Saturday, January 30, 2016

Is Anger Sufficient?

     “If you are to rule France, you must learn restraint. Keep cool in battle or in sports. Be angry, but in cold blood.” – Alexandre Dumas pere, The Man In The Iron Mask

     Quite a number of commentators have noted that the rise and persistence of Donald Trump at the front of the crowd of aspirants to the Republican presidential nomination speaks to his willingness to orate on specific things that are making many Americans angry. Before Trump, the theory runs, no one with an adequate platform from which to declaim had, in the words of Faye Dunaway’s character from Network, “articulated the popular rage.”

     There’s some substance there. There are also echoes of Nixonian “silent majority” thinking to it, though the silent majority wasn’t so much angry as displeased with Great Society social policy and desirous of changes.

     Anger is a motivating force. At the low end, where it’s more commonly called irritation, it’s the source of a great many transient frustrations and the reason for no small number of largely avoidable discourtesies. At the high end, where the words fury and rage become applicable, its power can be great enough to take a life...or break a nation.

     Yes, many of us are angry. I’m certainly one such. Moreover, the subjects that elicit truly great ire from us are relatively few: the illegal-immigration mess and its consequences for public safety and order; the explosion of privileged groups claiming special rights as “victims;” and the general sense that “our” government holds us in contempt. As justifications for anger, these are better than most, especially given how deeply the source of our anger, the federal government, mulcts us to pay for our own multi-pronged oppression.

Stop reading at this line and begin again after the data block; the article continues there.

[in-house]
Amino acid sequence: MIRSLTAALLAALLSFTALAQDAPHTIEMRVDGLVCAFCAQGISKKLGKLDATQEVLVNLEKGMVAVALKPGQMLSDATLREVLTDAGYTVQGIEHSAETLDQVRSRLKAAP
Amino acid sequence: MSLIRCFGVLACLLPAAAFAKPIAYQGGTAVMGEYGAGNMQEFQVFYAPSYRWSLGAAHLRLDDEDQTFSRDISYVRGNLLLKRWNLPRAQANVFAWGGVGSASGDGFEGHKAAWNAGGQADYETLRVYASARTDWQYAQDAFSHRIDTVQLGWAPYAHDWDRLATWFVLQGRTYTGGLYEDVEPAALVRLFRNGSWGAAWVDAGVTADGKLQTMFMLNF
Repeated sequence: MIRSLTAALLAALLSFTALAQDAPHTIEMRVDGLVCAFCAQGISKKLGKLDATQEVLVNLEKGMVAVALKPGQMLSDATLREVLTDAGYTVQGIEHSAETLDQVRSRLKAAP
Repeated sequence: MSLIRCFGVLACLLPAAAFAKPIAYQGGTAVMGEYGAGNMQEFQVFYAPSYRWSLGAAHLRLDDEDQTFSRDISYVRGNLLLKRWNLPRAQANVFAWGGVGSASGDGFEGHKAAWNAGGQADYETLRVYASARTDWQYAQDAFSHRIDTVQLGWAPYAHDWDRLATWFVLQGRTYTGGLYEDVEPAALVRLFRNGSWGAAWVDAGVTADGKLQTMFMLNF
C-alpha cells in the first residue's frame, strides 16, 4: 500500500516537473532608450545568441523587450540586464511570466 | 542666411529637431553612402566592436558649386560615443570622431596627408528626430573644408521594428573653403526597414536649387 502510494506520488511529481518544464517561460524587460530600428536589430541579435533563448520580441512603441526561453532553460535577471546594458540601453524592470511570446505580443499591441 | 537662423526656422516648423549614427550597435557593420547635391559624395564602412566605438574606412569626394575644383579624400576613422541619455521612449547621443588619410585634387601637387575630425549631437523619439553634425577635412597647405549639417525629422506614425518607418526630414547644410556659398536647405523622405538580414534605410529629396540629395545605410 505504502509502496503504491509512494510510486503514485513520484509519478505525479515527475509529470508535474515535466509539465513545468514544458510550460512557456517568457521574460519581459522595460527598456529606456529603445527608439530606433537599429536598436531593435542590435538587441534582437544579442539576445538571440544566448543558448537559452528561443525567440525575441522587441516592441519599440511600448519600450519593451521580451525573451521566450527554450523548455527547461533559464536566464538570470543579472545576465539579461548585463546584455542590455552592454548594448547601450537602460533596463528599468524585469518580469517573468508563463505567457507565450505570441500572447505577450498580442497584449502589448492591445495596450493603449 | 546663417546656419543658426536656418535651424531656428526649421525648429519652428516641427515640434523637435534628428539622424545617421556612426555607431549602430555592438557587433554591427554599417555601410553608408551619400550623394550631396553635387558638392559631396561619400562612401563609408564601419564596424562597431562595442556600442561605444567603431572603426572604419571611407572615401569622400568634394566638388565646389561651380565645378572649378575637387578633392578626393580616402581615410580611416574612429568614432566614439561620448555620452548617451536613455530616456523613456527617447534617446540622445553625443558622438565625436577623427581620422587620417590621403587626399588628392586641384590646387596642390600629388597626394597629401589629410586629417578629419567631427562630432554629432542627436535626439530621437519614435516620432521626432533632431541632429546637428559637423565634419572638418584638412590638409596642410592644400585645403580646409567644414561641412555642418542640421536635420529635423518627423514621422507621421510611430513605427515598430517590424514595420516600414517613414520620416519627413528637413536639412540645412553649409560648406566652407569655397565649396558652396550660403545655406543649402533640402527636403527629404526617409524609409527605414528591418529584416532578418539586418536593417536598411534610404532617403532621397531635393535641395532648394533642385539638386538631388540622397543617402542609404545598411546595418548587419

The United States approaches a threshold whose exact placement cannot be known beforehand: the point at which a sufficient number of us are sufficiently furious to rise against Washington, depose our political class by force, hang the worst offenders, and indulge in a little therapeutic looting, vandalism, and mass murder.

     If you’re not frightened by that prospect, check your pulse. If you can’t detect it, lie down and tell the nearest benevolently inclined person to summon the county coroner.

     Anger is sufficient to accomplish a lot of destruction. It’s not good for much else.

     I recall, many years ago, reading an exchange between some moderately well-known apostle of revolution – moderately well-known then, not now – and an opinion monger for a regional paper. As was commonplace back then, the revolutionary was incensed at “the system.” He decreed its destruction, root and branch. He would countenance no half measures; the entire edifice of American society, he said, was irreclaimably rotten and must be swept away.

     The commentator put a question to him:

     Commentator: And what would replace the system as you see it?
     Revolutionary: I don’t know, but anything would be better than what we have now.

     Ponder that, Gentle Reader. It’s been a common attitude among rage-filled revolutionaries for centuries, though they seldom articulated it quite that clearly. To be fair, many of them did have a post-upheaval vision. However, those visions were nearly all much rosier than what reality imposed upon them. There’s a moral in there, somewhere.